Bears are dangerous and they can kill you. There are times where our issues in life can look like metaphorical bears that desire to devour us as men. The initial reaction is to run and flee. But our biblical inclinations as men should be to stand and to kill the bear.
Our men’s ministry is going through a book by Randy Stinson and Dan Dumas called Stand Up: A guide to biblical manhood. We’re a few chapters into the book and it has convicted me personally on certain areas of manhood. This book goes through the life of men in the Bible and the masculine principles that they teach. Below is a summary of the chapter on David and Solomon. A majority is directly from the chapter with some word changes by me.
David and Solmon: Show Yourself a Man
“Be strong, therefore, and show yourself a man. “Keep the charge of the LORD your God, to walk in His ways, to keep His statutes, His commandments, His ordinances, and His testimonies, according to what is written in the Law of Moses,” (1Kings 2:2)
1 Kings 2:1-9 records some of the last spoken words from a father to His son. David informs Solomon that death is near and he wants Solomon to demonstrate his manhood. First, he makes him understand that manhood involves certain character: strength from obeying God (v. 3). The king’s purpose was not to acquire and amass many things for himself, but to desire obedience (Deut 17; cf. 2 Sam 7:12-16). Manhood requires obedience to the living God.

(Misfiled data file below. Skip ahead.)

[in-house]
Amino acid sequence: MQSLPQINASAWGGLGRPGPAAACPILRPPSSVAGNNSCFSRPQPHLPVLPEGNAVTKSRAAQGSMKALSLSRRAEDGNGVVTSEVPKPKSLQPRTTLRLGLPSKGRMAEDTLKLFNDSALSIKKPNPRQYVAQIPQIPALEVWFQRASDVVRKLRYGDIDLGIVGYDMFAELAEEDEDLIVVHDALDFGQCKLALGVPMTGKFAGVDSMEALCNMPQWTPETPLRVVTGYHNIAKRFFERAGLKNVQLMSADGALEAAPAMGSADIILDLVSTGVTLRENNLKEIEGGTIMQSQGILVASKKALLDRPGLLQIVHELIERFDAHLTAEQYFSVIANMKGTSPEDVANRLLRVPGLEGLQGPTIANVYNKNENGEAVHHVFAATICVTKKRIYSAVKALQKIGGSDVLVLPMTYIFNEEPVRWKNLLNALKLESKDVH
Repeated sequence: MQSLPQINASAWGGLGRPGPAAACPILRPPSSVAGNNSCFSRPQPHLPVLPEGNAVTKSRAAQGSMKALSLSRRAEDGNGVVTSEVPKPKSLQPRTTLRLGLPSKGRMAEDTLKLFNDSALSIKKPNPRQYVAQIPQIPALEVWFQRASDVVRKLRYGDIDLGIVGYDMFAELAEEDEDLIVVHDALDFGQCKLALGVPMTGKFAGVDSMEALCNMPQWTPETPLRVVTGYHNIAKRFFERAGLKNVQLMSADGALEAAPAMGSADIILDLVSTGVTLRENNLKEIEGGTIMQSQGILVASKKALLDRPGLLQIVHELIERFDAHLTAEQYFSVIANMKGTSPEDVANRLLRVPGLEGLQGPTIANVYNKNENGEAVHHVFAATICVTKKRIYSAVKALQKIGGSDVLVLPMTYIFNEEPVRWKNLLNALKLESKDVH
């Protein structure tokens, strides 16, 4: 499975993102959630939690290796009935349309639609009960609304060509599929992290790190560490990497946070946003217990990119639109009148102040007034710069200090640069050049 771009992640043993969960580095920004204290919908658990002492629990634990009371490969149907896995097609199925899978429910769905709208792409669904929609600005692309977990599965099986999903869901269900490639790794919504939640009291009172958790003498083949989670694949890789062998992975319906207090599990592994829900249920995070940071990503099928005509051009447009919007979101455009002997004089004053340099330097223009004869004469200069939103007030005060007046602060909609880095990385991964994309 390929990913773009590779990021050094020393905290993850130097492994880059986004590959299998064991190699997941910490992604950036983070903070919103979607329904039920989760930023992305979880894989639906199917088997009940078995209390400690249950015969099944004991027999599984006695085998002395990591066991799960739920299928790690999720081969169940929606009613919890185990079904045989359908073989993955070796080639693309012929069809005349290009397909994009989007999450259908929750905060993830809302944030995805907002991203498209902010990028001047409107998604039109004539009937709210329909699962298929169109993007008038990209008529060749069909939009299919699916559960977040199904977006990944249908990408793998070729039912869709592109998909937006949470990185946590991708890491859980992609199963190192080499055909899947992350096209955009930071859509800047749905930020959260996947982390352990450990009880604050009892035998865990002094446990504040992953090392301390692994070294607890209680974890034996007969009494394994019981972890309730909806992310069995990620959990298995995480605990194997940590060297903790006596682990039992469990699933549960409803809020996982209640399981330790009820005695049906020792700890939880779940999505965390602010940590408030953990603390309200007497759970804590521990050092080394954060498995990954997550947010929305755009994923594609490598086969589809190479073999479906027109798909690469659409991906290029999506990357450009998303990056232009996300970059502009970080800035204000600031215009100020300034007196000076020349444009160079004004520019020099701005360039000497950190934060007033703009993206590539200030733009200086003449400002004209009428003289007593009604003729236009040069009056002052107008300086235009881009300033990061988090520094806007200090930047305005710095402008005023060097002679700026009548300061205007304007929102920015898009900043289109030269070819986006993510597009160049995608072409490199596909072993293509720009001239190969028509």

Masculine leadership shows itself in the particular context of leading, providing, and protecting. While biblical manhood and womanhood have the same moral and spiritual constraints, they are expressed differently (e.g. Uknown noise outside). David gives a timeless detail for manhood even though him and Solomon fall. And this points to the need for another king to come.
Lessons in Manhood
1. Kill a Lion or Bear – David’s life as a shepherd was able to prepare him for his fight with Goliath (1 Sam 17). Challenges that can stretch you now prepare you for greater challenges later. Or maybe this is why God has brought certain challenges your way. If you haven’t been stretched, do something that is a challenge for you now. Fight the good fight of the faith ( 1Tim 6:12). Share the gospel with a lost friend, engage with an atheist, sign up for a ministry project, deal with a family conflict you’ve neglected. What lion or bear can you kill as a way to stretch you for future challenges?